In that blog post I also made reference to a software solution titled Budget Maestro, published by Centage Corporation, where drivers (based on KPIs) can be easily placed without any programing, formulas, macros or links.  The output is directly driven by these values and always follows the pre-determined business rules established for them.

To take it one step further and in conjunction with the topic of the above referenced article, KPIs can be developed to establish drivers that will affect revenue streams in the revenue module of the planning application.  In Budget Maestro this is as simple as defining the driver and tying the revenue line to it.  As mentioned before, this step does not involve any programing or formula work, which is one of the features that stands out in Budget Maestro and makes it much more practical to implement and maintain by many organizations.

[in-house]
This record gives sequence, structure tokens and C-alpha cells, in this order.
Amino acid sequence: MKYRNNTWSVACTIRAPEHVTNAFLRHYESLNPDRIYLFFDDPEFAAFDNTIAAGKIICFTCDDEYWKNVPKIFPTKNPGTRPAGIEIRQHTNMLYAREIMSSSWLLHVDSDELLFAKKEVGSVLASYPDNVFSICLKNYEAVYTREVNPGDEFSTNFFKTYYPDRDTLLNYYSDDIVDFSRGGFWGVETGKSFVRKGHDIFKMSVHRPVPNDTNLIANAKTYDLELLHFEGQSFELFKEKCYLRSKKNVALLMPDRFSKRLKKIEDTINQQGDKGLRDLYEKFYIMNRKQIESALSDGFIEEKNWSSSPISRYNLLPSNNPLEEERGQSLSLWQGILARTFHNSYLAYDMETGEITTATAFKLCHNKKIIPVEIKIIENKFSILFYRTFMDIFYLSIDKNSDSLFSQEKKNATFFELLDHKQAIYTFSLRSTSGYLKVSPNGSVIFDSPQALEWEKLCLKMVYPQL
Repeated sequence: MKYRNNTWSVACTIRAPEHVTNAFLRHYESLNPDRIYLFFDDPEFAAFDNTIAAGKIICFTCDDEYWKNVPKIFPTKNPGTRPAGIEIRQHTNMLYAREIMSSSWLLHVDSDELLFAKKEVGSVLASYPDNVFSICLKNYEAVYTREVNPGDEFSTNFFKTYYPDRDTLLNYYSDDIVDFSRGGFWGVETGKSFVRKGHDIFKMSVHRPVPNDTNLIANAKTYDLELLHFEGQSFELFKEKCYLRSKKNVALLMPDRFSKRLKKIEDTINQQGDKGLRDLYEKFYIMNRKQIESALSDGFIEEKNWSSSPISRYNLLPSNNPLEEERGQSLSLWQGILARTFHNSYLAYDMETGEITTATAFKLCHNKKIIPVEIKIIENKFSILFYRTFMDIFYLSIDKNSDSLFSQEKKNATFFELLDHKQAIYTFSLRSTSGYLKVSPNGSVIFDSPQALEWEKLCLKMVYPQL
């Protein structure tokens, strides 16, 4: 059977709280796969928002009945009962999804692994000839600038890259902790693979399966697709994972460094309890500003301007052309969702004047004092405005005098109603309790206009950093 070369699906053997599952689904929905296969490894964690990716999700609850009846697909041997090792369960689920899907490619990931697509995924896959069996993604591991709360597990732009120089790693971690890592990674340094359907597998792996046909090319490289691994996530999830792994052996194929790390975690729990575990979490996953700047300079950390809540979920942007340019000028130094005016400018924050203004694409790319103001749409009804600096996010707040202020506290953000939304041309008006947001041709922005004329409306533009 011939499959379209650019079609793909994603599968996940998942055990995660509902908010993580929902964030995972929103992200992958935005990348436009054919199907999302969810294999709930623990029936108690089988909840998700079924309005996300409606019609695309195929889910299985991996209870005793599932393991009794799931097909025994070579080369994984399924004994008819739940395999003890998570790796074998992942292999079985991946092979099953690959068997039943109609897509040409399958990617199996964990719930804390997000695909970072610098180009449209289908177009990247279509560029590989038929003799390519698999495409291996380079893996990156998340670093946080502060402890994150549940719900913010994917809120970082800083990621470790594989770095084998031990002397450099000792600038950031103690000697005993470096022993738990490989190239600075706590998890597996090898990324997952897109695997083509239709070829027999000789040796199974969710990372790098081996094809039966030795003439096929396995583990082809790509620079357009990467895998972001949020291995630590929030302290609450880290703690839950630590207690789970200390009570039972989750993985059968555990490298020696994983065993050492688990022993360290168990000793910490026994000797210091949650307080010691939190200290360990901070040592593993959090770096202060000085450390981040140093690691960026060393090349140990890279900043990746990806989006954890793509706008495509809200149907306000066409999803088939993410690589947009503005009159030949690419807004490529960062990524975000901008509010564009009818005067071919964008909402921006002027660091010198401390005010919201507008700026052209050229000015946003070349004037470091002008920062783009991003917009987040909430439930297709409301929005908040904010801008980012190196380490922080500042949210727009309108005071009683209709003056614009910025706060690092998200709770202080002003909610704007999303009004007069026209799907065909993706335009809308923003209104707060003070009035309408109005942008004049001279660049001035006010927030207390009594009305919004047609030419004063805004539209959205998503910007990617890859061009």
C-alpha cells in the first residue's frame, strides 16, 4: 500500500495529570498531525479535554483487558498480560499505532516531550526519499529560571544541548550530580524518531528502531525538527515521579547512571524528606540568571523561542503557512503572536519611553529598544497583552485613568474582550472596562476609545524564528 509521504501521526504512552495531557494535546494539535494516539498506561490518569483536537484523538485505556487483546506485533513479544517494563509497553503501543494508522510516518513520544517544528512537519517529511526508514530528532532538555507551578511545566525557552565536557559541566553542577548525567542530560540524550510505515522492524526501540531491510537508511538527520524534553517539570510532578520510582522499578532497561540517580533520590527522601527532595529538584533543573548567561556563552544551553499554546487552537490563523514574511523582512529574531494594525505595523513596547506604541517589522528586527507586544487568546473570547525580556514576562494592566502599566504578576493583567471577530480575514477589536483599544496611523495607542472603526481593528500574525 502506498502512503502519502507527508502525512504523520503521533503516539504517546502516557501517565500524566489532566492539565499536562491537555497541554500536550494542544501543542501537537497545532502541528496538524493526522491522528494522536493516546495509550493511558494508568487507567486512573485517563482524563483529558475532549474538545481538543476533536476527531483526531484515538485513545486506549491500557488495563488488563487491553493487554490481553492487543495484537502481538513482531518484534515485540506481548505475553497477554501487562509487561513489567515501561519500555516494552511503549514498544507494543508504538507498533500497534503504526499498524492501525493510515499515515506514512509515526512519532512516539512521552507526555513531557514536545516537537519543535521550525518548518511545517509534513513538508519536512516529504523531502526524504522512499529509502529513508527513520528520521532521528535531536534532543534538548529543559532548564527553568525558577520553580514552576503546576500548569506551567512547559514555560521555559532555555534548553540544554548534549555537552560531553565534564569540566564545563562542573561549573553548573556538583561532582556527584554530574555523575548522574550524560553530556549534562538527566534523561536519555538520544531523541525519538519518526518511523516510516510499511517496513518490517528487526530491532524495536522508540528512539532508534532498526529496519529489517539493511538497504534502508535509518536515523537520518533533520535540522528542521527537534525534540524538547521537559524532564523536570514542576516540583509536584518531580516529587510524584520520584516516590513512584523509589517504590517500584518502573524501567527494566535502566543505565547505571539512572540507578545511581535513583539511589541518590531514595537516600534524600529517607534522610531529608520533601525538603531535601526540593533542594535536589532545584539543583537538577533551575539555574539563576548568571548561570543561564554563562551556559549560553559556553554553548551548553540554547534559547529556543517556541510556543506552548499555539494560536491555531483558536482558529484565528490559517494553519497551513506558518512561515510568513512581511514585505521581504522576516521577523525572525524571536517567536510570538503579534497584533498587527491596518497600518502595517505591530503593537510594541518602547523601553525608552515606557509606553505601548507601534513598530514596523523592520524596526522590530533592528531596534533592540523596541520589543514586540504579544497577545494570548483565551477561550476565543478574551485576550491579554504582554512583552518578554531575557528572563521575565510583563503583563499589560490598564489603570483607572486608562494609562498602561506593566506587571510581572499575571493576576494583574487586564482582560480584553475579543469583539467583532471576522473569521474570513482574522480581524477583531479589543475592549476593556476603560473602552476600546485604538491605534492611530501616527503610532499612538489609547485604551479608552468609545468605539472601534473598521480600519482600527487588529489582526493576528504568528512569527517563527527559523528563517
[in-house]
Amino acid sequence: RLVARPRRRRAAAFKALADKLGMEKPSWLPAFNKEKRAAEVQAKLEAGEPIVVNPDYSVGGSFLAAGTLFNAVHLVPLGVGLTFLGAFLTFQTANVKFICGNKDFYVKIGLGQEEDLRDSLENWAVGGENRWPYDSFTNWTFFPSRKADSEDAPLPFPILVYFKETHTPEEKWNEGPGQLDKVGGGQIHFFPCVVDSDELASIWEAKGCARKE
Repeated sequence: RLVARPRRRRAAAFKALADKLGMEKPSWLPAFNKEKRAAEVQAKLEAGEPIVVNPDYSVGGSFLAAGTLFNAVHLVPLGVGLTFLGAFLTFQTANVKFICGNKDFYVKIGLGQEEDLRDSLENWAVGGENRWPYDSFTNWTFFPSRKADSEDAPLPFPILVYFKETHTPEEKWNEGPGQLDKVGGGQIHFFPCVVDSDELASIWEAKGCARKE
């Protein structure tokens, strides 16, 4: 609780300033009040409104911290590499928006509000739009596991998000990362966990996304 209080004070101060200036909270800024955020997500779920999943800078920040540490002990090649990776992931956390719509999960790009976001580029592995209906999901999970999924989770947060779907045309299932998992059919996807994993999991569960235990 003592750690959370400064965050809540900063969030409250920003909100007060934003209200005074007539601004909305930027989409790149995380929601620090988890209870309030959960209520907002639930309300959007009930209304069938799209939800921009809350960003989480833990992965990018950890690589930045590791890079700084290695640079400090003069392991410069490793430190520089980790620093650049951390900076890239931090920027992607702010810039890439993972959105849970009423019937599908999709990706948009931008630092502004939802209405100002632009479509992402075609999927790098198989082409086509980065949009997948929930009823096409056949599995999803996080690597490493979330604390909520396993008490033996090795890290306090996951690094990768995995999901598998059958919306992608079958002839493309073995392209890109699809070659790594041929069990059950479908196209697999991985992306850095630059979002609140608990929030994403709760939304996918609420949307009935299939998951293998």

To use a simple example, a revenue line can be defined and tied to a driver based on IT capital expenditures.  This driver can be the number of outbound sales calls made based on equipment capacity budgeted for in IT capital expenditure.  That in turn, and using an established KPI called revenue per outbound call, will drive the forecasted revenue on that line, which becomes part of the organization’s budget and will roll up according to the enterprise structure in the system.

This is one of many examples that demonstrate how seemingly complex planning challenges (e.g., forecasting value derived from IT capital expenditure) can be overcome with use of KPIs and drivers.

Employing an advanced planning and budgeting software solution, such as Budget Maestro makes it logical and straightforward to employ these KPIs and drivers.  An obscure concept of forecasting and measuring value derived from use of technology becomes manageable and with useful and hopefully tangible results.

How Much of Your Credit Line Can You Tap?

Forecast your ability to borrow on your line of credit with accuracy and confidence